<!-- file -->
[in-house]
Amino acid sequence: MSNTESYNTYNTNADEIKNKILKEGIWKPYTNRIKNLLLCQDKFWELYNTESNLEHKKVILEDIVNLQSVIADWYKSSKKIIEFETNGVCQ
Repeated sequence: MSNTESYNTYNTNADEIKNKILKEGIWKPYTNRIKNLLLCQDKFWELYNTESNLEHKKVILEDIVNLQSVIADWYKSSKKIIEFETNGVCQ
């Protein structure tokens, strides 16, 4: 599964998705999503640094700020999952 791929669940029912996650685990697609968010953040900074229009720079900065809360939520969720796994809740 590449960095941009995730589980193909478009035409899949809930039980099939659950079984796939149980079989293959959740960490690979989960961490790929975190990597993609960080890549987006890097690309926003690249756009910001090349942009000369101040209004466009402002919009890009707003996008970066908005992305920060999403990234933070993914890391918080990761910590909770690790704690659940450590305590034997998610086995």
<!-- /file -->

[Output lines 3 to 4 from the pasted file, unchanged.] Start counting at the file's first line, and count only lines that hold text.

Repeated sequence: MSNTESYNTYNTNADEIKNKILKEGIWKPYTNRIKNLLLCQDKFWELYNTESNLEHKKVILEDIVNLQSVIADWYKSSKKIIEFETNGVCQ
């Protein structure tokens, strides 16, 4: 599964998705999503640094700020999952 791929669940029912996650685990697609968010953040900074229009720079900065809360939520969720796994809740 590449960095941009995730589980193909478009035409899949809930039980099939659950079984796939149980079989293959959740960490690979989960961490790929975190990597993609960080890549987006890097690309926003690249756009910001090349942009000369101040209004466009402002919009890009707003996008970066908005992305920060999403990234933070993914890391918080990761910590909770690790704690659940450590305590034997998610086995």